Steve Morton: Right before this call I was on a call with partners, the Ivanti partners and EMEA and that absolutely is the case. There's another interesting aspect about the international flavor of this. Because RES has such a strong geographical presence in Benelux and the Netherlands, this acquisition actually makes it so, even though we're headquartered in Utah, the majority of our employees are now international.
Steve Daly: Yes, outside North America. We're a global company, and we believe that's a great advantage for us because now we see the world not only through American eyes, and we have the ability to meet the needs of a global customer base. Even customers that are headquartered here in the U.S. aren't only U.S. based. They're global, as well. We feel like if you’re a RES customer, and particularly if you’re a global RES customer, the ability to support that worldwide customer has increased with this acquisition. We have global support centers around the world in Asia, and Europe.
Steve Morton: Yes, and that's something RES wasn't really invested in. There's some expansion there as well.
Steve Daly: Yes. Those customers should see a greater ability to support them globally.
Steve Morton: Also a great thing is that organizing principle of RES of customer first. We've described them as Nordstrom-like in their approach, which is an American retail chain, for those of you who don't know, that is known for excellent customer service. You can take back a tire to Nordstrom, and they'll get you into something new, though they certainly don't sell tires. It’s that attitude of let's fix the problem. We'll figure out what the problem was later, but first and foremost we're going to help.
Steve Daly: That's right.
Product Strategy Going Forward
Steve Morton: There are a lot of questions around here, and I want to be really clear on the product go-forward strategy. I'm going to try to state it even more aggressively. We think the real value of the acquisition is around automation and identity. Those are the primary technological reasons we chose this. We are going to, over time, bring together a common workspace product across our portfolio. We have two of them today. People chose them for different reasons. That journey may be a long time in coming. People are going to get in the middle and work on it. Our intention is to bring together the best of both technologies, and to your point earlier, we can't screw up that customer relationship. We have to do this very carefully.
Steve Daly: That's right.
Steve Morton: We have to do it profitably, but we also have to do it very carefully. It sounds like your commitment to the customers on the line is that we'll do exactly that.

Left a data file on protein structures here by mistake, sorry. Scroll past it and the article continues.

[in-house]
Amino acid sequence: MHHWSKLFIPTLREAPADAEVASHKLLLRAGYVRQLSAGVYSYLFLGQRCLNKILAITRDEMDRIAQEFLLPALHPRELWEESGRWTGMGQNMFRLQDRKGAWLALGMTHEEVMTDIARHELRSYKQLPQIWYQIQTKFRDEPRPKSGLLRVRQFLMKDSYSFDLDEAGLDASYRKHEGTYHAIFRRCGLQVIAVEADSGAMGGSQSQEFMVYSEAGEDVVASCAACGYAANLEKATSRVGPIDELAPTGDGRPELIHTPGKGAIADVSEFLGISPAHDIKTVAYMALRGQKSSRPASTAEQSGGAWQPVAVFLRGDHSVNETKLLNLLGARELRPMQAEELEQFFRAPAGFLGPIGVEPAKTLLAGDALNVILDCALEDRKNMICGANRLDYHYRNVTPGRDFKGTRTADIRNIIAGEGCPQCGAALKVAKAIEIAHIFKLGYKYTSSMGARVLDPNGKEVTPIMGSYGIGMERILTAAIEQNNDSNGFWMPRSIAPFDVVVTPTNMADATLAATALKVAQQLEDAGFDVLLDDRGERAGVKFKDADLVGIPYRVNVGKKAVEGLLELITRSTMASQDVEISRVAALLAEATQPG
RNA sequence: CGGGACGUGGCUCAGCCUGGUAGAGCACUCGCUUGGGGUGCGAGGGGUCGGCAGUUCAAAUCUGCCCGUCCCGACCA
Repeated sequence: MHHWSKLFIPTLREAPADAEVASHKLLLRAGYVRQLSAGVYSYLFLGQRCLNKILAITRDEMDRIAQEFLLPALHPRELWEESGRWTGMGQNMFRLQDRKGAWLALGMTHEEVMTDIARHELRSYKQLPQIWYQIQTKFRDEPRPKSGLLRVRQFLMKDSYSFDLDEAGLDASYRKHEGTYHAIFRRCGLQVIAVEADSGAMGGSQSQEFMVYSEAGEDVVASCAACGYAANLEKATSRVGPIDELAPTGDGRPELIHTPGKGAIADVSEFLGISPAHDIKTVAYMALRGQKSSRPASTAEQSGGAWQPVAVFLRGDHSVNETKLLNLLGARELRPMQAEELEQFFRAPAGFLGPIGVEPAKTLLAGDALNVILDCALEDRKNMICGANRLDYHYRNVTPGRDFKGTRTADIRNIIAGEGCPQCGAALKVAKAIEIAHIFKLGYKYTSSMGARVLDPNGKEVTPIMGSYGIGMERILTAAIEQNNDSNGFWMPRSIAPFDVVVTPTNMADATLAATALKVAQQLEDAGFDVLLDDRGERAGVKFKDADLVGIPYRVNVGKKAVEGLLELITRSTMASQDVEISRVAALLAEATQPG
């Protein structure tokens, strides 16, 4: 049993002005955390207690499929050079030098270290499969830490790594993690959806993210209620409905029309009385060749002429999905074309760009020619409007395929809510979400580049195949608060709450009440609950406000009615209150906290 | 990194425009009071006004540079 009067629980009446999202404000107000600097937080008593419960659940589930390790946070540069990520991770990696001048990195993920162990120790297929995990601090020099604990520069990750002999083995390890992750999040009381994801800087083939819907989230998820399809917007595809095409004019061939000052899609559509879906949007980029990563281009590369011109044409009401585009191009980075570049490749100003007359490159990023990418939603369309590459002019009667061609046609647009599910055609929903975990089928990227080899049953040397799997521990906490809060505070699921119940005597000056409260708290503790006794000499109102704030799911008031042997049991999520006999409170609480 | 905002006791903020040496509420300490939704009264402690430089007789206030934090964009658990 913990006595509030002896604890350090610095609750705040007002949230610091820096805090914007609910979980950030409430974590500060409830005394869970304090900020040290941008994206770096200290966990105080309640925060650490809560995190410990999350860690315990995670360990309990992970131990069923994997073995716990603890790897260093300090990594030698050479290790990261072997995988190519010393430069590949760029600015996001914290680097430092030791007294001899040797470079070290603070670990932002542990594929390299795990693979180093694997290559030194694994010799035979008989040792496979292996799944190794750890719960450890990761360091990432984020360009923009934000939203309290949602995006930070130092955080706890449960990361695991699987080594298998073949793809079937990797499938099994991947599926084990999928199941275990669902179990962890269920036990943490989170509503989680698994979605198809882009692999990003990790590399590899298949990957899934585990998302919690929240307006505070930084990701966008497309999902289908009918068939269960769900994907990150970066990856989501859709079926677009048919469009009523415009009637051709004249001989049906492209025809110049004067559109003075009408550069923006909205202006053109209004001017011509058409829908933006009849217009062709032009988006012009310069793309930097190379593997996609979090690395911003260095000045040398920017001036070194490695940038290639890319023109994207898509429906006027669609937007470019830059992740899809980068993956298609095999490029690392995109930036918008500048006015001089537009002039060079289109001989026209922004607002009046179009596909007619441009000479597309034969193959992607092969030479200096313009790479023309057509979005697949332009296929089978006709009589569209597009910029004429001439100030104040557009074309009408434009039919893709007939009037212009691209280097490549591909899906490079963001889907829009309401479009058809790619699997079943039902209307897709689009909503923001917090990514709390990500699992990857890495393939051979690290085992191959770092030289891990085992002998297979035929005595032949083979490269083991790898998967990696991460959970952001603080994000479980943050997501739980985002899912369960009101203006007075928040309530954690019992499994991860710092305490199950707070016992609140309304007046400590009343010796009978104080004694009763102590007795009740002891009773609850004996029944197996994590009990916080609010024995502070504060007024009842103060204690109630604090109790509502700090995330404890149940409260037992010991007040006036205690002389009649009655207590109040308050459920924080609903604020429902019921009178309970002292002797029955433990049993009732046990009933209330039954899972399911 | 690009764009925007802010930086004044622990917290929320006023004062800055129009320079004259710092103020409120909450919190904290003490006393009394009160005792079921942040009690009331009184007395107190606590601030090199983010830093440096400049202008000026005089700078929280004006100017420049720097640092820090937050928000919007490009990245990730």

Steve Daly: That's exactly right. We don't know what that looks like. We're going to take the next 60 days to figure out what that looks like over time and how those come together. We could maintain both as a tiered strategy. We know that ease-of-use is a big deal to the RES customer, and there are more complex, enterprise-like features to the access codes we chose in AppSense, so it may be a tiered strategy. It may be that we find a way to bring that ease-of-use to both technologies. We may bring some of the enterprise capability into a RES workspace and some of the ease-of-use into AppSense. A few years from now, your next upgrade could give you the benefits of both.
Steve Morton: We've done this, as you mentioned earlier, on Patch, right?
Steve Daly: Absolutely.
Steve Morton: We've had to do this. When you make acquisitions, you have to be able to do that, and you have to do it with minimal customer impact. You have to make it transparent, and it has to be a better value proposition. We know how to do that. I definitely understand the concern about the overlap, but this is something we've learned how to do very well.
One of the questions is regarding other parts of the business, other businesses that have been part of acquisitions. How have those grown, or thrived, or struggled under Ivanti? How's our track record, do you think, with other acquisitions?
Steve Daly: The track record has been great. Some of the acquisitions were more technology tuck-in acquisitions. Some were market consolidation. Some were adding new products to the portfolio. Most of them are growing. Our Shavlik, we carved that out of―
Steve Morton: VMware.
Steve Daly: Yes, VMware. That was in decline for the two years prior to us acquiring it, and we turned that into 35% year-over-year growth. Likewise, the Wavelink acquisition has grown every year since we've acquired it. We're not of the size that we can say it's okay if these products don't grow anymore, and we shut them down or put them in mothball mode until they fall off the map. We have to make sure they grow. With Shavlik, for instance, that was a product line where we had some clear overlap with―
Steve Morton: LANDESK
Steve Daly: With LANDESK Patch, and we've still been able to grow both those businesses.
Steve Morton: One thing we haven't talked about is how RES customers will be able to take advantage of other products in our portfolio, not we can sell them more, but literally, things like reporting, additional automation and execution tasks, the ability to create unified IT processes, our IT service management strengths, our operational security strengths, our world-class expertise in understanding systems. I mean, nobody knows the endpoint better than Ivanti.